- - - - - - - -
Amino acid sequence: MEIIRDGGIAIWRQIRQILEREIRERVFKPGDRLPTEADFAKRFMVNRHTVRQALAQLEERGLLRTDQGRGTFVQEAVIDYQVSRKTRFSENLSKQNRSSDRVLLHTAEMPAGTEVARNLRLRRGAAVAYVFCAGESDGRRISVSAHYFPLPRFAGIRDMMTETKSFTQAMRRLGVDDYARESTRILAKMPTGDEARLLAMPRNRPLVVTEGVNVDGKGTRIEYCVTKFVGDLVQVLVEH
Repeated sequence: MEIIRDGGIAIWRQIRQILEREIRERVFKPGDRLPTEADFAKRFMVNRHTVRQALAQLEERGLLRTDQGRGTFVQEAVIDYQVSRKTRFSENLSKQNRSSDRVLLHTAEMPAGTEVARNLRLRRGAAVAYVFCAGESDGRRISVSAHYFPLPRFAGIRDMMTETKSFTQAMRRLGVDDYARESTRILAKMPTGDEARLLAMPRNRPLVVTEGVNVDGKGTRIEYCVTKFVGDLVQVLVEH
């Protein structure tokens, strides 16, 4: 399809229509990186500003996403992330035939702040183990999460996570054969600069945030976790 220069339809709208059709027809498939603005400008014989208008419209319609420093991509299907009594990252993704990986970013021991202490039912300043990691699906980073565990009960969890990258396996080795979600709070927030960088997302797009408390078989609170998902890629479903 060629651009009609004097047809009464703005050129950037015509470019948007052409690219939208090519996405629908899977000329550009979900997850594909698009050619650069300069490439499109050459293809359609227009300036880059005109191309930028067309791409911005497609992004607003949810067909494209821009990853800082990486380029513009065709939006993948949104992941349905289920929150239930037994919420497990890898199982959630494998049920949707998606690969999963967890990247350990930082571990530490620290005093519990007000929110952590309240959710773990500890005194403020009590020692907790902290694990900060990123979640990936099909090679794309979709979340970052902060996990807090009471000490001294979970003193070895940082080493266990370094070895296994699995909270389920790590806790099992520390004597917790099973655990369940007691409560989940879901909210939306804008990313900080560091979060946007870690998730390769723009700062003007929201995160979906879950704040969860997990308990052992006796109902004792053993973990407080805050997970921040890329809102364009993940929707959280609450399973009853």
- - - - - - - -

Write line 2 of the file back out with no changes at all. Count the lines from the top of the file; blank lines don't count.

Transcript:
Repeated sequence: MEIIRDGGIAIWRQIRQILEREIRERVFKPGDRLPTEADFAKRFMVNRHTVRQALAQLEERGLLRTDQGRGTFVQEAVIDYQVSRKTRFSENLSKQNRSSDRVLLHTAEMPAGTEVARNLRLRRGAAVAYVFCAGESDGRRISVSAHYFPLPRFAGIRDMMTETKSFTQAMRRLGVDDYARESTRILAKMPTGDEARLLAMPRNRPLVVTEGVNVDGKGTRIEYCVTKFVGDLVQVLVEH